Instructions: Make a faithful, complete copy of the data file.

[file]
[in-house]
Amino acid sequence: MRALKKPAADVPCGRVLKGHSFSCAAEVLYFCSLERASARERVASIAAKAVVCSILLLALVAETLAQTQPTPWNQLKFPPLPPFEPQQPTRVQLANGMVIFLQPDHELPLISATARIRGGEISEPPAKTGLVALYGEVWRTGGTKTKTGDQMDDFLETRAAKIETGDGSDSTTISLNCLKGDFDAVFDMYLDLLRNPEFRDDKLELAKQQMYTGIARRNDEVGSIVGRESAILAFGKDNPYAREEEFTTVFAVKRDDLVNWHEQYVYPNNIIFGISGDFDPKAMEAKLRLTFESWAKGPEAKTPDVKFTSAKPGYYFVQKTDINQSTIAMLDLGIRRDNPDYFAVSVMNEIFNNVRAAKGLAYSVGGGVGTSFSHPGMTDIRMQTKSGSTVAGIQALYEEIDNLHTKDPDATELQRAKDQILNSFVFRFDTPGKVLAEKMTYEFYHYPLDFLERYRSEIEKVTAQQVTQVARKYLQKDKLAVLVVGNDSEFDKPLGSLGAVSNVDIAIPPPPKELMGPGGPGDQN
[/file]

[in-house]
Amino acid sequence: MRALKKPAADVPCGRVLKGHSFSCAAEVLYFCSLERASARERVASIAAKAVVCSILLLALVAETLAQTQPTPWNQLKFPPLPPFEPQQPTRVQLANGMVIFLQPDHELPLISATARIRGGEISEPPAKTGLVALYGEVWRTGGTKTKTGDQMDDFLETRAAKIETGDGSDSTTISLNCLKGDFDAVFDMYLDLLRNPEFRDDKLELAKQQMYTGIARRNDEVGSIVGRESAILAFGKDNPYAREEEFTTVFAVKRDDLVNWHEQYVYPNNIIFGISGDFDPKAMEAKLRLTFESWAKGPEAKTPDVKFTSAKPGYYFVQKTDINQSTIAMLDLGIRRDNPDYFAVSVMNEIFNNVRAAKGLAYSVGGGVGTSFSHPGMTDIRMQTKSGSTVAGIQALYEEIDNLHTKDPDATELQRAKDQILNSFVFRFDTPGKVLAEKMTYEFYHYPLDFLERYRSEIEKVTAQQVTQVARKYLQKDKLAVLVVGNDSEFDKPLGSLGAVSNVDIAIPPPPKELMGPGGPGDQN